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Minimising silent cerebral ischaemic lesions

Matteo Anselmino, Mario Matta and Fiorenzo Gaita
29 May, 2014  
Cerebral embolism during transcatheter atrial fibrillation ablation remains one of the most feared complications
 
Matteo Anselmino MD PhD
Mario Matta MD
Fiorenzo Gaita MD 
Division of Cardiology,
Department of Medical Sciences,
University of Turin, Italy
 
Transcatheter ablation of atrial fibrillation (AF) is a therapeutic option for patients remaining symptomatic despite optimal pharmacological treatment. Its aim is to relieve AF-related symptoms, restore sinus rhythm and prevent AF-related complications.(1) The procedural endpoint is elimination of the triggers responsible of AF instauration and the modification of the substrate underlying AF maintenance, usually achieved through pulmonary vein isolation and, when needed, additional left atrial lines.
 
As an invasive procedure, catheter ablation carries a risk of complications, the most feared being stroke and cardiac tamponade. In particular, cerebrovascular accidents remain the most frequent major complications, ranging from 0.4 to 1.0%(1) Many attempts have been made during the past years to reduce this incidence, but it has not, at present, been possible. 
 
Besides symptomatic embolic events, a relatively high incidence of silent cerebral ischaemic lesions has also been described. New silent cerebral ischaemias (SCI) can be detected following cerebral magnetic resonance imaging (MRI) before and after AF transcatheter ablation.(2) The link between SCI and clinical significance is under investigation and a preliminary study has reported that SCI related to higher levels of neurocognitive impairment and dementia compared with control patients in sinus rhythm.(3) Silent cerebral embolism during AF ablation should therefore not be ignored, because it might carry a similar potential risk.
 
Mechanisms of silent cerebral embolism
Three mechanisms are involved in SCI pathogenesis: clot formation; char formation; and air/gas embolism.(2) Clot formation may be a consequence of sheath and catheter introduction, because any foreign body introduced into the blood stimulates coagulation activation. Heparin administration is recommended during AF ablation to maintain an activated clotting time (ACT) between 300 and 400 seconds,(4) to limit both thrombotic and haemorrhagic complications. Char formation during AF ablation is related to the energy source used during the procedure. Radiofrequency (RF) energy is used most frequently, and produces thermal damage of atrial tissue responsible of electrical conduction block, leading to isolation of triggers and interruption of circuits underlying AF instauration and maintenance.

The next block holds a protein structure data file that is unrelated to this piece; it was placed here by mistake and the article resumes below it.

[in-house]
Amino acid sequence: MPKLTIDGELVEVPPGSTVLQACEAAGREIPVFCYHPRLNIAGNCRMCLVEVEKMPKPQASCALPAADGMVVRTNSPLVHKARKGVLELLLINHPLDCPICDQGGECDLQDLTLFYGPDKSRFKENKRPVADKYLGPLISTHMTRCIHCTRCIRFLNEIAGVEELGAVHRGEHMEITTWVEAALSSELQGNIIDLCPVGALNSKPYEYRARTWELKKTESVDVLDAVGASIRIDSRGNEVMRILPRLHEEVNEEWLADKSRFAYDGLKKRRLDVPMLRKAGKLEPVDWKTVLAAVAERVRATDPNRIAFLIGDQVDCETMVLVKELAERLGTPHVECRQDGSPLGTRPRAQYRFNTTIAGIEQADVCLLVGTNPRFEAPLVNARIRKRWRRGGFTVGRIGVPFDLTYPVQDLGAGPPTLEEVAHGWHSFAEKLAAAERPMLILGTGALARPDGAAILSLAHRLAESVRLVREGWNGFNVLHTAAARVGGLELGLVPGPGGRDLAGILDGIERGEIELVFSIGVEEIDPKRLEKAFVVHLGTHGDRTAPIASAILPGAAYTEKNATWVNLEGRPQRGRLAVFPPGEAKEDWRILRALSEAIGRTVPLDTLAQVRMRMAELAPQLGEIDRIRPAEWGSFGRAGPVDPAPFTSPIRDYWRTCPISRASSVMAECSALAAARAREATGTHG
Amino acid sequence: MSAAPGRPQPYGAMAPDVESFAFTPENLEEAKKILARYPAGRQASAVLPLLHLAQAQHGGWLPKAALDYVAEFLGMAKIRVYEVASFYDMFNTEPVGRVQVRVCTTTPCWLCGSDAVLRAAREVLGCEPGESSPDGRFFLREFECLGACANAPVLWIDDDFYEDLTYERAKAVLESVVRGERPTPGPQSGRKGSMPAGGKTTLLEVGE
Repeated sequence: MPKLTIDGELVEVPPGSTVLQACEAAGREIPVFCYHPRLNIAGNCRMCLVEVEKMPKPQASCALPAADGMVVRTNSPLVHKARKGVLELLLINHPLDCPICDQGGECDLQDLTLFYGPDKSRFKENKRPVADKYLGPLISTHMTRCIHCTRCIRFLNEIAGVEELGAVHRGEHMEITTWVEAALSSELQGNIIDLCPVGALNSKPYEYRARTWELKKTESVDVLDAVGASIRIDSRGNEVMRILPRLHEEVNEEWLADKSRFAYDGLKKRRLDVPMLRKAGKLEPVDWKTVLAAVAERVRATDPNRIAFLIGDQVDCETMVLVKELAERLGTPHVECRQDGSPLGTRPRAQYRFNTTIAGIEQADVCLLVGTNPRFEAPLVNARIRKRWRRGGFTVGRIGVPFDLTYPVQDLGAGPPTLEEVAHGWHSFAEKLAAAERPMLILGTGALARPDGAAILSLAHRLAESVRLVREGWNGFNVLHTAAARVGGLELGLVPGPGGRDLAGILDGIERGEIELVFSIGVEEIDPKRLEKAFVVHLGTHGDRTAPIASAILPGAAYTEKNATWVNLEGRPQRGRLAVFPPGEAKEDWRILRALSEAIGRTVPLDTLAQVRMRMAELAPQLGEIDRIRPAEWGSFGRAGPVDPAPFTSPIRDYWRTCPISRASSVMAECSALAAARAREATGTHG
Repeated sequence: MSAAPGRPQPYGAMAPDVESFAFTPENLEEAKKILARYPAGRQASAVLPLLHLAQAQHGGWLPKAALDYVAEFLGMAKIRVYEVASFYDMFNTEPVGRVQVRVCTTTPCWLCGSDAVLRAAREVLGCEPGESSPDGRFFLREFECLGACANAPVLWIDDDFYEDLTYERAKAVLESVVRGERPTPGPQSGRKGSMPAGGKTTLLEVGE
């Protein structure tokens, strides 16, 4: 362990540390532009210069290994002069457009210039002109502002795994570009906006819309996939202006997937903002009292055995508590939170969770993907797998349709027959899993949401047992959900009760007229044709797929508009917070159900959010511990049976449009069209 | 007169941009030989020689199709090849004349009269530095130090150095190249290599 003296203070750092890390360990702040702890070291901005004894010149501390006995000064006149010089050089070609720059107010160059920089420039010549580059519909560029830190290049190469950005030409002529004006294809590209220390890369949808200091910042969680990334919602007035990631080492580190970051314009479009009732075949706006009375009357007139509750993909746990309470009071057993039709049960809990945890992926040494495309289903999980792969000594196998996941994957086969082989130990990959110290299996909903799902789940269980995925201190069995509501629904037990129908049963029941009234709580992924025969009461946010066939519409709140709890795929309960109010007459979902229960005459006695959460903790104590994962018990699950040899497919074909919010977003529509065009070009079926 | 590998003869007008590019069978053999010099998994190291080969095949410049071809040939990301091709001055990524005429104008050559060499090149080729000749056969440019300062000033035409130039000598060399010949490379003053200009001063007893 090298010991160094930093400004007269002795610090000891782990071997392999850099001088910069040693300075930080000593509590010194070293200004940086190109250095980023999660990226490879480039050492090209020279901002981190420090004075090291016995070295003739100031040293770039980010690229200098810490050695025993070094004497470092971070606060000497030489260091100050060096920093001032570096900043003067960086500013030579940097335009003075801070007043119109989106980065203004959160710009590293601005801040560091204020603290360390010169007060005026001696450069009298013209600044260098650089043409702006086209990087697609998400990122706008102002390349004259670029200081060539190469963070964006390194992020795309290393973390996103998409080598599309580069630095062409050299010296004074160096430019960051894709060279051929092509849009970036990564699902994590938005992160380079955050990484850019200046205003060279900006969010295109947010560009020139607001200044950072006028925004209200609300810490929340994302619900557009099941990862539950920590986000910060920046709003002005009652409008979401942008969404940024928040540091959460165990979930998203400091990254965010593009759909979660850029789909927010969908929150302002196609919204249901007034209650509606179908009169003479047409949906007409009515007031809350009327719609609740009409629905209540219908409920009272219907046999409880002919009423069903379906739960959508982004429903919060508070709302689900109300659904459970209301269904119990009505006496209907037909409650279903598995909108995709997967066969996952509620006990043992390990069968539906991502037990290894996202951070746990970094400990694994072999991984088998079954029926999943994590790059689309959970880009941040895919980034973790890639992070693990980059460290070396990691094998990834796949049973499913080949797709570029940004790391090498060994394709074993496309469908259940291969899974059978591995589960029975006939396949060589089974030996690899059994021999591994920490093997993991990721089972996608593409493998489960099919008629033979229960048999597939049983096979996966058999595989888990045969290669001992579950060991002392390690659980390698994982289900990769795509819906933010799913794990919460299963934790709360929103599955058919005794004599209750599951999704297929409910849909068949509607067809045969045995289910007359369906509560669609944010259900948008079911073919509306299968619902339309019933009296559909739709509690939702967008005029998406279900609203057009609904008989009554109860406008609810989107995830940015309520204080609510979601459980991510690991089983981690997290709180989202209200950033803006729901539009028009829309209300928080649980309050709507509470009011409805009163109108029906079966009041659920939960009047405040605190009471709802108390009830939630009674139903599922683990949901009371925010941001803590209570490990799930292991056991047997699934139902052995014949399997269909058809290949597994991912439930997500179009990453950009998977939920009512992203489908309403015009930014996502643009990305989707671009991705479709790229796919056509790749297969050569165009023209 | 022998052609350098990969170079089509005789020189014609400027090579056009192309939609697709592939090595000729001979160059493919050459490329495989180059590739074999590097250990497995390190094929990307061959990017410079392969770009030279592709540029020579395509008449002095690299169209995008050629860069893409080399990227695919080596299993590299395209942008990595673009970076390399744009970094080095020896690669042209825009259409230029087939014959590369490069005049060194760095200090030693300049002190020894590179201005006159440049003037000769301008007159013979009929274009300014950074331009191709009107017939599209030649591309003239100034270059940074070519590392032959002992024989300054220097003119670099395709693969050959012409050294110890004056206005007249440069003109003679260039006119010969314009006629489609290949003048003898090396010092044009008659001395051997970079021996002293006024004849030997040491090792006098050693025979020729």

However, this mechanism is also responsible of endothelial layer damage and coagulation cascade activation, which might lead to thrombus formation, despite a good level of anticoagulation.(5) This mechanism has been limited with the introduction of irrigated catheters, characterised by a continuous saline irrigation that allows effective heat dispersion, and avoiding tissue overheating. Alternative energy sources, such as cryoenergy, have been reported to induce lower platelet and fibrin activation during in vitro studies; however, results are contradictory.(2)
 
Gas embolism is the third mechanism. Gas microbubble formation has been demonstrated in experimental models: elevated temperatures at the tissue–electrode interface produce two patterns of microbubbles. Type 1, or scattered microbubbles, with a concentration <1μl per minute of ablation, reflect early tissue overheating; type 2, or continuous microbubbles, with a concentration >1μl per minute of ablation, reflect impedance rise during RF delivery.(6) Air embolism may also be related to the introduction of bulky devices, such as multielectrode, non-irrigated ablation catheters and balloons.
 
Current evidence